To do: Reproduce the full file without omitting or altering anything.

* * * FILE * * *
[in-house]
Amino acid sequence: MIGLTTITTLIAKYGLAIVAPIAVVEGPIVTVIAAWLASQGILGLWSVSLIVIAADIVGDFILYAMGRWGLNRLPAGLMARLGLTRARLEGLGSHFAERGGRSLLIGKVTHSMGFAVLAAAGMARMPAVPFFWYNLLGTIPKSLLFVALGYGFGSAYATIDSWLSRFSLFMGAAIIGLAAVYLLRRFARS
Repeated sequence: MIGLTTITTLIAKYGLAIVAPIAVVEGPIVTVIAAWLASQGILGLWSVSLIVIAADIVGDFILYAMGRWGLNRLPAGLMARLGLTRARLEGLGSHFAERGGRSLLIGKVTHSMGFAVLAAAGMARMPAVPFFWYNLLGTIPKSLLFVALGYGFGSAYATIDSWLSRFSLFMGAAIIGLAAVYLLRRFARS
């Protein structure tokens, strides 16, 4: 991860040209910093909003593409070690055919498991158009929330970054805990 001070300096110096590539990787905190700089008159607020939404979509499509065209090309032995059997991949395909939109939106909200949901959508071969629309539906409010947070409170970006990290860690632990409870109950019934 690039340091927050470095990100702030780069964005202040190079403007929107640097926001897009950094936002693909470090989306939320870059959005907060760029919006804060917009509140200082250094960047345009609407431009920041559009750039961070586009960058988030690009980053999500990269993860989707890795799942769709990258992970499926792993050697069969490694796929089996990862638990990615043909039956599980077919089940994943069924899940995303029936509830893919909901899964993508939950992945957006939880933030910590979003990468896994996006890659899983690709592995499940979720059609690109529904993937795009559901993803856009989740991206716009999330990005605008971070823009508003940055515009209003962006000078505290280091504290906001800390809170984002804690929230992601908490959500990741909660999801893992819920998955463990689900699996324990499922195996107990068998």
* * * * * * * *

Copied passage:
[in-house]
Amino acid sequence: MIGLTTITTLIAKYGLAIVAPIAVVEGPIVTVIAAWLASQGILGLWSVSLIVIAADIVGDFILYAMGRWGLNRLPAGLMARLGLTRARLEGLGSHFAERGGRSLLIGKVTHSMGFAVLAAAGMARMPAVPFFWYNLLGTIPKSLLFVALGYGFGSAYATIDSWLSRFSLFMGAAIIGLAAVYLLRRFARS
Repeated sequence: MIGLTTITTLIAKYGLAIVAPIAVVEGPIVTVIAAWLASQGILGLWSVSLIVIAADIVGDFILYAMGRWGLNRLPAGLMARLGLTRARLEGLGSHFAERGGRSLLIGKVTHSMGFAVLAAAGMARMPAVPFFWYNLLGTIPKSLLFVALGYGFGSAYATIDSWLSRFSLFMGAAIIGLAAVYLLRRFARS
């Protein structure tokens, strides 16, 4: 991860040209910093909003593409070690055919498991158009929330970054805990 001070300096110096590539990787905190700089008159607020939404979509499509065209090309032995059997991949395909939109939106909200949901959508071969629309539906409010947070409170970006990290860690632990409870109950019934 690039340091927050470095990100702030780069964005202040190079403007929107640097926001897009950094936002693909470090989306939320870059959005907060760029919006804060917009509140200082250094960047345009609407431009920041559009750039961070586009960058988030690009980053999500990269993860989707890795799942769709990258992970499926792993050697069969490694796929089996990862638990990615043909039956599980077919089940994943069924899940995303029936509830893919909901899964993508939950992945957006939880933030910590979003990468896994996006890659899983690709592995499940979720059609690109529904993937795009559901993803856009989740991206716009999330990005605008971070823009508003940055515009209003962006000078505290280091504290906001800390809170984002804690929230992601908490959500990741909660999801893992819920998955463990689900699996324990499922195996107990068998």